I think it’s essential for each of the partners in the marriage to not necessarily maintain unique identities (the truth is, they ARE now parts of a whole), but to have time to understand their half of that whole, separate from the other half, but true to the vows and responsibilities of their marriage. Having a few hours out with the guys from time to time keeps us balanced and focused on keeping ourselves centered on what really matters – what’s at home – and provides valuable time to discuss manly concerns in ways we can’t always do at home – or at least get feedback from a perspective that we can’t get at home.

    1. Thanks so much, Michael. You’ve done a beautiful job of expressing how this time apart supports a covenant marriage rather than detracts from it. Excellent!

  9. I just had a great weekend away with my sister. It was a bit unexpected, but there was a sale on flights, and my husband told me to go and spend some time with my sister. It was so good, and i’m so thankful for it.
    My husband didn’t have too many friends when we met. He’s a bit of a loner, but he has formed a bond with a guy I work with, and its developed into a great friendship. He ended up being Best Man at our wedding, and he’s a great guy. I know he’d never lead my husband astray. I would probably wonder how much talk they do about their marriages and stuff while playing xbox games, but it probably does happen more than i realise.
    I have become friends with his wife, so I try to make some time for her. They have 4 children, and he travels a bit, so I think she appreciates having another adult to talk to at times. even if its going over, and helping put the kids to bed and playing board games. it can be so simple, but so appreciated. I know that if we ever get around to having kids, that she’ll be a great support for me.

  10. Couldn’t agree more. My wife is my absolute best friend who can, and do, turn at any time. It’s healthy to spend time apart though.

    I’m kinda weird when it comes to my guy time, and I think I get quite a bit of it too. At least 4 days a week I train in various forms of martial arts, usually at night. There’s really not much real talking though. I feel very blessed to have a wife that’s perfectly fine with me doing what I do for my “me time”.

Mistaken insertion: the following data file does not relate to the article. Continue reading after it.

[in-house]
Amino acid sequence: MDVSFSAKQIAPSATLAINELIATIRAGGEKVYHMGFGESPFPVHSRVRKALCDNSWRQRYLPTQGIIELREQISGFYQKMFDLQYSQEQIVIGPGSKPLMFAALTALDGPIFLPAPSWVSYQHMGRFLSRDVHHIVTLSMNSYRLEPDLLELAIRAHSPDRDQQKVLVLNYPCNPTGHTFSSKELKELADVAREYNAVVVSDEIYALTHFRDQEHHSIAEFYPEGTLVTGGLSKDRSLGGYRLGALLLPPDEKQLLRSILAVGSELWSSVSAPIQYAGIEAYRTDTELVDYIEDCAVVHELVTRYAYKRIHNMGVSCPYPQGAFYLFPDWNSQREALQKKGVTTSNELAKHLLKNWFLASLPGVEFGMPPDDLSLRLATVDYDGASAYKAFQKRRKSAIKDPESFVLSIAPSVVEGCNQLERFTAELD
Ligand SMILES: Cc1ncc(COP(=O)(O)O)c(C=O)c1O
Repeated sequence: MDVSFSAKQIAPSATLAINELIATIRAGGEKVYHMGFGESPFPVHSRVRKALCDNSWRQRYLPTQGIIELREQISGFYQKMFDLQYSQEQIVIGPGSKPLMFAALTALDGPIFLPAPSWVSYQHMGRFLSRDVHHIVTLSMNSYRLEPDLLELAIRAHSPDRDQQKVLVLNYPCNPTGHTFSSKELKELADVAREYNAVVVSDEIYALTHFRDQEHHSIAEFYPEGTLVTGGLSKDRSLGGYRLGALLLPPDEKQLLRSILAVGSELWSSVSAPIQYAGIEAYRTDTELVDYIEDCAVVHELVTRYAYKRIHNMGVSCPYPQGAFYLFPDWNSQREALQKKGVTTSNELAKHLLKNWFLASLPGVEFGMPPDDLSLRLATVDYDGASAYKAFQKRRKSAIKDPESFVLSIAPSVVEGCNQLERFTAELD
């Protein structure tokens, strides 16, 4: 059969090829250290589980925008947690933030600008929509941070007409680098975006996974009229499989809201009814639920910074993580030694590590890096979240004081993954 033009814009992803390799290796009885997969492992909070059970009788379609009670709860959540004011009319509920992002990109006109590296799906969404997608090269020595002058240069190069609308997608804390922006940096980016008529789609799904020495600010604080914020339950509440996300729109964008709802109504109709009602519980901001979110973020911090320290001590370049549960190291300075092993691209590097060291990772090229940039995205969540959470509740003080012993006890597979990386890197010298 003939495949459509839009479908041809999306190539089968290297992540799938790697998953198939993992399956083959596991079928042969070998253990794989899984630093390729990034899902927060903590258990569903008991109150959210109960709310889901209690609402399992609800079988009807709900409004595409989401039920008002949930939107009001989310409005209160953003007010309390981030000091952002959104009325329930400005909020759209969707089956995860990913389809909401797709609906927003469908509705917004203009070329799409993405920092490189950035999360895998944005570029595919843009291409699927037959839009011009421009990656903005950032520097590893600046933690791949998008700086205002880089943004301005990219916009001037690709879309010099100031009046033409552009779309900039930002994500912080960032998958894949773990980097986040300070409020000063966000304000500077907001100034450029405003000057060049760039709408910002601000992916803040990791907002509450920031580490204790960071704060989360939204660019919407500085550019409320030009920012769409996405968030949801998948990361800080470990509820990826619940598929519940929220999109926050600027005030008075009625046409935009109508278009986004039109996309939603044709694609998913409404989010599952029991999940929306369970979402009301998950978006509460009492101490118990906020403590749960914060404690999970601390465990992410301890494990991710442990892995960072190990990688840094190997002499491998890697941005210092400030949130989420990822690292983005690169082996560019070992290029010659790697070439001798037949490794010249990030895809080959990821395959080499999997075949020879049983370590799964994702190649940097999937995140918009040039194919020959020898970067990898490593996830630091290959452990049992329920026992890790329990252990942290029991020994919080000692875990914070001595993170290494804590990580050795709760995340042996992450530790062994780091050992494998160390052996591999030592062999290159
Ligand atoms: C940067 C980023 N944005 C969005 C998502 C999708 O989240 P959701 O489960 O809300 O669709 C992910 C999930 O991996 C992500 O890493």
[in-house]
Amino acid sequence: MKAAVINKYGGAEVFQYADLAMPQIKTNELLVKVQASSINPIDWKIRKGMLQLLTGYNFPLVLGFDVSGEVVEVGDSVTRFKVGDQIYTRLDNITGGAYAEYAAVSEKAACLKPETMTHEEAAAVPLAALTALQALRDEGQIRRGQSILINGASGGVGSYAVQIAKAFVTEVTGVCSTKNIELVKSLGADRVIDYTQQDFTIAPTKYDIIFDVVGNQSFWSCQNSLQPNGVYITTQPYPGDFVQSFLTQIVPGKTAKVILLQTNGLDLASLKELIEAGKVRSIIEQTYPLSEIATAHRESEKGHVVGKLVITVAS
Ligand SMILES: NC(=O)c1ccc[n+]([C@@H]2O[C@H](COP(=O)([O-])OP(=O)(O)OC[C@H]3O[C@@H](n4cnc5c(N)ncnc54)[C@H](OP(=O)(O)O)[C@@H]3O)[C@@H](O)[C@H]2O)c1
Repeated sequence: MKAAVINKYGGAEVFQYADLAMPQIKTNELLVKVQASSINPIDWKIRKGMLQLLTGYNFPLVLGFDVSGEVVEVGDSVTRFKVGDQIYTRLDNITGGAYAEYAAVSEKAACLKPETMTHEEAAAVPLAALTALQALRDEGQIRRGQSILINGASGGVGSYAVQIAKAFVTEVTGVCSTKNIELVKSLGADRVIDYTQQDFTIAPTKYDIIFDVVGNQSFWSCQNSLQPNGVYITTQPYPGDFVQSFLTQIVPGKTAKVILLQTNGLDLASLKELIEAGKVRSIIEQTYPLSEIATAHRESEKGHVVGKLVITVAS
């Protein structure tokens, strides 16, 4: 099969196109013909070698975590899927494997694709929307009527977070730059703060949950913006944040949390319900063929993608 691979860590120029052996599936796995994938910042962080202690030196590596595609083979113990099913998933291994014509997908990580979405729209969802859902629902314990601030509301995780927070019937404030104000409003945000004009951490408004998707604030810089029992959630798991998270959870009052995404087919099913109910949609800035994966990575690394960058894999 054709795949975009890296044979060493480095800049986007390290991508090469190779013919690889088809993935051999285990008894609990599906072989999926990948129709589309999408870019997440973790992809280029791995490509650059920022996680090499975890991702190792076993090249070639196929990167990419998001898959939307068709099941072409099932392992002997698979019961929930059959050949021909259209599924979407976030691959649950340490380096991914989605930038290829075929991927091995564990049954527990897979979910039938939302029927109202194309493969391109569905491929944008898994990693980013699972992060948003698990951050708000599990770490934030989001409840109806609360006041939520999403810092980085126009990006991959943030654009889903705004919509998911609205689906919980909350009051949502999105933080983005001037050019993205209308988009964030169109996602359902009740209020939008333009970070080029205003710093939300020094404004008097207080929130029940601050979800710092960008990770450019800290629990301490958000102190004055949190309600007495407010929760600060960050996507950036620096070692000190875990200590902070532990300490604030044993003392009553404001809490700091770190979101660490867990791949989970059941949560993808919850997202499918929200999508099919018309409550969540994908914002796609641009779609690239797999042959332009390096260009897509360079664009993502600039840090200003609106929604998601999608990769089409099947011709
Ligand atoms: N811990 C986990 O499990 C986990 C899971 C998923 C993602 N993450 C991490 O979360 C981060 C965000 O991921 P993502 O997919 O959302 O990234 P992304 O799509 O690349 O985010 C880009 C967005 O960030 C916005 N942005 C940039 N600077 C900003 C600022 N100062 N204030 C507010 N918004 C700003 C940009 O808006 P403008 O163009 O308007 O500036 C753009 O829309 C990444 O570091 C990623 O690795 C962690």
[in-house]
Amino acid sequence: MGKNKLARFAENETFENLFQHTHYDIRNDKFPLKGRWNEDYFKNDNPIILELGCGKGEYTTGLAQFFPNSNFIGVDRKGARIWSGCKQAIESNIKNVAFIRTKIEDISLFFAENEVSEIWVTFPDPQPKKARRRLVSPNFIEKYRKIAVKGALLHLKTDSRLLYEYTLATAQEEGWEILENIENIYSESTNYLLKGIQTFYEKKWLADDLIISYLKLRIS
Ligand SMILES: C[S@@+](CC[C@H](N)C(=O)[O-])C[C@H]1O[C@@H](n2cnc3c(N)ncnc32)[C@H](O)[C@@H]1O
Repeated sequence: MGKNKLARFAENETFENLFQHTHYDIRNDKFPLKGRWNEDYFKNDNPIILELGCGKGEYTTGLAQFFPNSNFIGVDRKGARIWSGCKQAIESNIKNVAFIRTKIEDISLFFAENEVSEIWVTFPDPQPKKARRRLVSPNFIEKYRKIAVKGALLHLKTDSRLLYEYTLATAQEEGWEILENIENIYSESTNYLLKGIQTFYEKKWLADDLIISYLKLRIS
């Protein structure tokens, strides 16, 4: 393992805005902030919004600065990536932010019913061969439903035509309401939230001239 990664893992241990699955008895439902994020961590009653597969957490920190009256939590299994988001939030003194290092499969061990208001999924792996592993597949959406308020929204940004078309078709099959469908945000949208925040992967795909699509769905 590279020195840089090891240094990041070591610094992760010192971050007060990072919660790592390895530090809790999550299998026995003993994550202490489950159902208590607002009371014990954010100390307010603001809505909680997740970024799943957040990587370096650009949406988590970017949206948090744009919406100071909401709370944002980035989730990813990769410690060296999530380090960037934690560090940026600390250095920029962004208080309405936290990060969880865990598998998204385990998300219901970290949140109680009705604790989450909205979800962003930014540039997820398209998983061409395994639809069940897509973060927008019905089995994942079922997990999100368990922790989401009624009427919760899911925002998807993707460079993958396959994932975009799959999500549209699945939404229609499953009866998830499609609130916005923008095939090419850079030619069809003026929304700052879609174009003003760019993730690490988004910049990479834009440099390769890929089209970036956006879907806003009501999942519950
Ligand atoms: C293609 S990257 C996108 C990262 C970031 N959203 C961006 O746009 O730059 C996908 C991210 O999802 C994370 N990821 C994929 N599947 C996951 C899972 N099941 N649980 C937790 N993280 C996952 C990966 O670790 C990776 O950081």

In my first business I had 5 employees and they were all my closest friends. I do miss that. Work was my guy time. We would end up having hour long coffee breaks just because we kept talking. Lots of serious issues were solved during those breaks and lots of great joking around too.

    I remember when jill and I got married, there was like two years that we didn’t want to be apart. It may sound strange, but I’m sure most can remember that feeling. I think it’s just as important to let you spouse know that it’s ok to go out and have some fun without you. (Besides, you can also welcome them home in a REALLY nice way ;-))

    1. Yeah, Andy, I think you take the cake on the guy time. Welding all day and then beating the crap out of your friends each night. That’s pretty stellar manliness!

  11. Dustin –

    This is a great post, and so important. Being a husband/father who works out of the house…as does my wife, we have to have time with others. And when we get out of balance (spending SO much time in the house with one another and the kool kiddo) we start to really notice it!!

    I have a group of guys I get together with to talk about “real” stuff – and a couple close friends who I enjoy having lunch with…And my wife does to – It really is awesome for our marriage.

    1. Thanks, Stu! I’m with you on the need for balance and the fact that this time spent with others really can have an awesome impact on our marriages. It’s great stuff!

  12. I think my husband and I agree that quiet/solo time trumps going out with the guys or chatting with the girls any day just because of the stage of life we’re in–filled with kids’ demands and the endless to-do-list that you just need to walk away from occasionally. You also have to factor in people’s personalities here; there are people in this world that are rejuvenated from being in a group, and others who are drained from the same situation. The whole introvert/extrovert thing.